The D5’s AF system features 153 points, 99 of which are cross-type, and of which 55 can be directly manually selected. The entire AF array is sensitive down to a rated -3EV, and the center point can still be used at -4EV. The D5’s metering sensor features 180,000 pixels, and works with the autofocus to create a ‘3D AF tracking’ system with face detection.
While the Canon EOS-1D X Mark II’s autofocus is very good, the D5 leaves it in the dust. The D5’s AF system is without question the most capable of any camera that we have ever seen. The almost spooky reliability of 3D AF tracking, despite a lower resolution metering sensor for subject analysis, is a game-changer for all kinds of photography – not just fast action. However, if you’re a birder or wildlife photographer, you’ll appreciate that all 61 AF points on the 1D X II focus with proper lens/teleconverter combinations down to F8.
Easy to miss in the D5 (partly because Nikon hides it so well) is automatic AF point calibration. This is a massive time-saver when calibrating fast lenses for accurate focus, and a major selling point over the EOS-1D X Mark II (and earlier Nikon cameras).
Both the Canon EOS-1D X Mark II and Nikon D5 are – probably – approaching the limit of how fast DSLRs can be made to take pictures before shaking themselves to bits. The EOS-1D X Mark II is the quicker of the two cameras, topping out at 16 fps in live view mode, while the D5 lags a little behind at 14 fps. With autofocus and autoexposure, the Canon can shoot at up to 14 fps, while the D5 maxes out at 12 fps. It’s worth noting the Canon can shoot at 16 fps and still display a review image between each shot – allowing you to follow your subject – while the screen on the Nikon stays blacked-out when firing at its 14 fps maximum frame rate.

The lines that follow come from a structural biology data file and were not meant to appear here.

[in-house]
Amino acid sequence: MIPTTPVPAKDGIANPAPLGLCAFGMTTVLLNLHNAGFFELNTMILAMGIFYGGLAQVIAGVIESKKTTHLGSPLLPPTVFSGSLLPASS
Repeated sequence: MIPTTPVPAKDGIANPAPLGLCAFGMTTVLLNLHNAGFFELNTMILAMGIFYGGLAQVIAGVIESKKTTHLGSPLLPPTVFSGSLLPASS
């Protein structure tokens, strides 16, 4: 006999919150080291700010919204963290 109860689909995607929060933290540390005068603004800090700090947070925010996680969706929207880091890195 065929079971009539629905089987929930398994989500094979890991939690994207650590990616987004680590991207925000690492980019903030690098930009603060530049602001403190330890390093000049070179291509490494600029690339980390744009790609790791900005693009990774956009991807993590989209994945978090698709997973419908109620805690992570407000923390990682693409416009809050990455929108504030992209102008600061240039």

Furthermore, the 4K frame grab feature on the EOS-1D X Mark II effectively allows for a 60 fps silent shooting – with AF. Rolling shutter is minimal, so this is actually a usable way of capturing the decisive moment when it comes to very fast action. The D5 can shoot silently at 30 fps for 5s, but you’re out of luck if you want autofocus, and only get 5MP stills out of it in this mode.
On the numbers alone, the EOS-1D X Mark II has the edge in terms of shooting speed – especially when you consider 4K screen grabs at 60 fps with surprisingly capable AF, and a far more usable high (16) fps mode.
It goes without saying that the Canon EOS-1D X Mark II and Nikon D5 are tough, durable cameras. But there’s more to durability than just physical toughness. A major consideration when using a camera in rough conditions – especially in remote or primitive locations – is battery life.
The Canon EOS-1D X II’s battery life is CIPA rated at 1210 shots per charge. Not bad. But the D5 is rated at an incredible 3780 shots – almost three times as many pictures per charge.
Now, CIPA ratings should be taken with a pinch of salt, since they’re based on a series of use-case tests meant to approximate ‘normal’ use and in our experience, actual battery life is almost always better than the rating. We’ve shot well over 2000 frames per charge on the EOS-1D X Mark II without coming near to running its battery flat. But the Nikon D5’s endurance in normal use really is quite extraordinary.
Source: Digital Photography Review